Let’s Just Say This Never Happened
You’re out in Las Vegas having the time of your life. It’s been a long time since you’ve had a vacation, and you plan on living it up. Then you run into an amazing person and hit it off right away. It’s a whirlwind of romance the whole weekend you’re there, so you figure, why not get married? When you’ve found “the One,” there’s no need to wait. Life is too short—shouldn’t we all just live in the moment?
Well, now you’re back in Pennsylvania, and reality hits. You married a total stranger who lives thousands of miles away from you. You barely remember the person’s name and now you’re legally bound to him/her. So much for “what happens in Vegas, stays in Vegas.” Now, you either have to make things work with this person or get a divorce. If you have a lot of assets, the thought of a person you barely know taking a portion of your money may frighten you. The marriage was a split-second decision, so of course you didn’t get a prenuptial agreement.
How can you get out of it? Well, you may be eligible for an annulment, depending on the circumstances. Annulments are similar to divorce in that they end a marriage, except that the law treats the marriage as if it never happened. They tend to take less time than divorce, although in Pennsylvania, you need to have special master appointed in certain instances to prove fraud or duress, and that process could take a while.
In order to get an annulment, your marriage must fall under one of these categories: void or voidable. Let’s go over each one and see which type best fits your situation. Remember, an annulment must be filed within 90 days, so there’s no time to waste.
Void marriages are prohibited by the law and are not legally recognized. They do not require a court order and will be voided immediately once brought to the court’s attention. For your marriage to be considered “void” in Pennsylvania, one of these statements must be true:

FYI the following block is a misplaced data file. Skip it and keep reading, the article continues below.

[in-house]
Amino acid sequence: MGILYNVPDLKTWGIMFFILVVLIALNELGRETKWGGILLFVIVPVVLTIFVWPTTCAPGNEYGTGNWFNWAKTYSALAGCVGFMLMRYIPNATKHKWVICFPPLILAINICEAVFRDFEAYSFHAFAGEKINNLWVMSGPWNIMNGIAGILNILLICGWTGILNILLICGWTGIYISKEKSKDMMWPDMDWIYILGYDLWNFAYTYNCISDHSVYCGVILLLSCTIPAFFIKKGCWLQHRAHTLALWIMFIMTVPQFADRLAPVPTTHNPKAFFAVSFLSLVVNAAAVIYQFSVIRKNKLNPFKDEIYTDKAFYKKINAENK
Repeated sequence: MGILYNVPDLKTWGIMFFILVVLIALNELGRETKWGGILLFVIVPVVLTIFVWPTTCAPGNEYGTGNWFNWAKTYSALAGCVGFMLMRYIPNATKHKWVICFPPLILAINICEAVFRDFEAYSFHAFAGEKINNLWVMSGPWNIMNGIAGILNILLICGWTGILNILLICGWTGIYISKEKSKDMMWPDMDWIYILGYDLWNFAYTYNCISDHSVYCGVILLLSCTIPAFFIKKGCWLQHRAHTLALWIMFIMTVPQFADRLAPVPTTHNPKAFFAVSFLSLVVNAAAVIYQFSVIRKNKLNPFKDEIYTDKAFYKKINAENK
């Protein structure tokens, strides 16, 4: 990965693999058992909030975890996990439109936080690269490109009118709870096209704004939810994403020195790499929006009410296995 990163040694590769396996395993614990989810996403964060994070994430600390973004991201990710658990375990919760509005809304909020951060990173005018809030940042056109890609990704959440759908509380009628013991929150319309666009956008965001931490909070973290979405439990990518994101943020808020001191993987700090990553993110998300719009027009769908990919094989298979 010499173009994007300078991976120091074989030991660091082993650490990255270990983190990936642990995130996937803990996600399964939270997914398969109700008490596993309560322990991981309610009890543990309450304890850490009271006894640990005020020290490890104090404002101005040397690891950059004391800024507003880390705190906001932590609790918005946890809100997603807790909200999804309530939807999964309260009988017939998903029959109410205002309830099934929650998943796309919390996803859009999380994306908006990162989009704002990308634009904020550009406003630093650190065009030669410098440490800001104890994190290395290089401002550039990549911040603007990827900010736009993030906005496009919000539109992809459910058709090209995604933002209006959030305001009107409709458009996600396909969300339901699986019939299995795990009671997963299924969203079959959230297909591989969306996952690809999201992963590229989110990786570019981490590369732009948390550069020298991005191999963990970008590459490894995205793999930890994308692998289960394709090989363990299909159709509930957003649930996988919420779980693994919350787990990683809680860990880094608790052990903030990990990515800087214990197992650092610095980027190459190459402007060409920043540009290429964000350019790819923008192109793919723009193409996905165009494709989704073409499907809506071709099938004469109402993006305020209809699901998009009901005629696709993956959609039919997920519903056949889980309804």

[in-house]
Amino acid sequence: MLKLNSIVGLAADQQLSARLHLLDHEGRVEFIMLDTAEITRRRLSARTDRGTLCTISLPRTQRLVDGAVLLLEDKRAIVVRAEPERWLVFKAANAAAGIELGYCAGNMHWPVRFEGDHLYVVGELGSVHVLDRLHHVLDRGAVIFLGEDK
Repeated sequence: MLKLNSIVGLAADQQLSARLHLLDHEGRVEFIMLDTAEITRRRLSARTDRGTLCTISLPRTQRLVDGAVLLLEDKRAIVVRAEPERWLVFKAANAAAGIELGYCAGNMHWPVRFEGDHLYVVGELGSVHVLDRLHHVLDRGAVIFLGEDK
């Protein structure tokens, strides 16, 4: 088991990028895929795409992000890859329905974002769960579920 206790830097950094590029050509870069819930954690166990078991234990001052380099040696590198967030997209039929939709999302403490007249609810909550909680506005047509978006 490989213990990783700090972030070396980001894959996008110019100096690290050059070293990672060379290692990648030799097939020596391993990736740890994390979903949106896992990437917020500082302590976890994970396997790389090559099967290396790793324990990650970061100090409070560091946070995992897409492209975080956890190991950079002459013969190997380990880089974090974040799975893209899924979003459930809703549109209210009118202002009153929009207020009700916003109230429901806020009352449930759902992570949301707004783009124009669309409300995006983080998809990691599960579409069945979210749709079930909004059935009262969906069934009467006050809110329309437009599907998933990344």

- You or your spouse are under 18. In this case, your parents can bring up the annulment if neither of them consented to the marriage.
- You or your spouse is unable to consent to marriage due to mental incapacity or incompetence.
- You and your spouse are closely related to one another. In Pennsylvania, that could be between ancestor and descendant, aunt and nephew, brother and sister, uncle and niece, or first cousins.
- You or your spouse is already married to someone else (bigamous or polygamous).
Voidable marriages are valid, but can be declared void under certain circumstances. To do this, a trial and hearing must take place in front of a judge. You must have evidence to support the reasons behind your request for an annulment. One or both spouses must be living in Pennsylvania for at least six months before filing. Your marriage is voidable if:
- You or your spouse is under 16.
- You or your spouse is under 18, but were married without consent from parents or legal guardians.
- You were under the influence of liquor or drugs when you got married. You must get the annulment within 90 days of being married. (This is probably the one you want after a quickie marriage in Vegas.)
- You and your spouse are physically unable to have sexual intercourse.
- Your consent to the marriage was obtained by duress, coercion, or fraud. If you continue to live with your spouse after fraud was discovered, the annulment will not be granted.
If you got married under the age of 18, but have since decided that the marriage was a mistake, you may still qualify for an annulment since you were underage when the decision was made.
Annulments do not affect child custody or child support, and there is no such thing as an “illegitimate child.” If children were conceived during the marriage, a paternity test will be given to confirm paternity.
Handling annulments can be very tricky. It is best to have an experienced lawyer by your side to end the marriage as quickly and stress-free as possible. The Law Offices of Sheryl R. Rentz, P.C., has been giving clients in the Main Line area a fresh start at life for over 25 years. Mistakes happen, and you shouldn’t have to be stuck with them for life, or go through a long, drawn-out process to rectify the situation. Give our Montgomery County annulment attorney a call today at (610) 645-0100 for a free consultation.